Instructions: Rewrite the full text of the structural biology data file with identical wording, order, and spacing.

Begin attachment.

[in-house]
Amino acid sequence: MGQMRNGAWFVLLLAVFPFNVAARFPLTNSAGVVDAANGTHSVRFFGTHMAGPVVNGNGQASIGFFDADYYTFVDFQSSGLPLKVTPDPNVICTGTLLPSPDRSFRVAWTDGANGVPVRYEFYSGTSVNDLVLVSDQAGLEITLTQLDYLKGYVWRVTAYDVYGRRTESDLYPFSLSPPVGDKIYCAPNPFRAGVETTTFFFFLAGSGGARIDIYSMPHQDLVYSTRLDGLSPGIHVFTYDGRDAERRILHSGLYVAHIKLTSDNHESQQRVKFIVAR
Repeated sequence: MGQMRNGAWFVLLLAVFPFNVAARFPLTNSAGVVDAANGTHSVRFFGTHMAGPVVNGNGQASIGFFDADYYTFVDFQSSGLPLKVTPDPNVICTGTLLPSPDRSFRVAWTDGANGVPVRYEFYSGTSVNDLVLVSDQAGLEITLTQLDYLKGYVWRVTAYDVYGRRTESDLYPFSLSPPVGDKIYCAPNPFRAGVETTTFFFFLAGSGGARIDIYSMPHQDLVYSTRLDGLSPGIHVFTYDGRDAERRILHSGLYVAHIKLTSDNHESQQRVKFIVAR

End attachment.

[in-house]
Amino acid sequence: MGQMRNGAWFVLLLAVFPFNVAARFPLTNSAGVVDAANGTHSVRFFGTHMAGPVVNGNGQASIGFFDADYYTFVDFQSSGLPLKVTPDPNVICTGTLLPSPDRSFRVAWTDGANGVPVRYEFYSGTSVNDLVLVSDQAGLEITLTQLDYLKGYVWRVTAYDVYGRRTESDLYPFSLSPPVGDKIYCAPNPFRAGVETTTFFFFLAGSGGARIDIYSMPHQDLVYSTRLDGLSPGIHVFTYDGRDAERRILHSGLYVAHIKLTSDNHESQQRVKFIVAR
Repeated sequence: MGQMRNGAWFVLLLAVFPFNVAARFPLTNSAGVVDAANGTHSVRFFGTHMAGPVVNGNGQASIGFFDADYYTFVDFQSSGLPLKVTPDPNVICTGTLLPSPDRSFRVAWTDGANGVPVRYEFYSGTSVNDLVLVSDQAGLEITLTQLDYLKGYVWRVTAYDVYGRRTESDLYPFSLSPPVGDKIYCAPNPFRAGVETTTFFFFLAGSGGARIDIYSMPHQDLVYSTRLDGLSPGIHVFTYDGRDAERRILHSGLYVAHIKLTSDNHESQQRVKFIVAR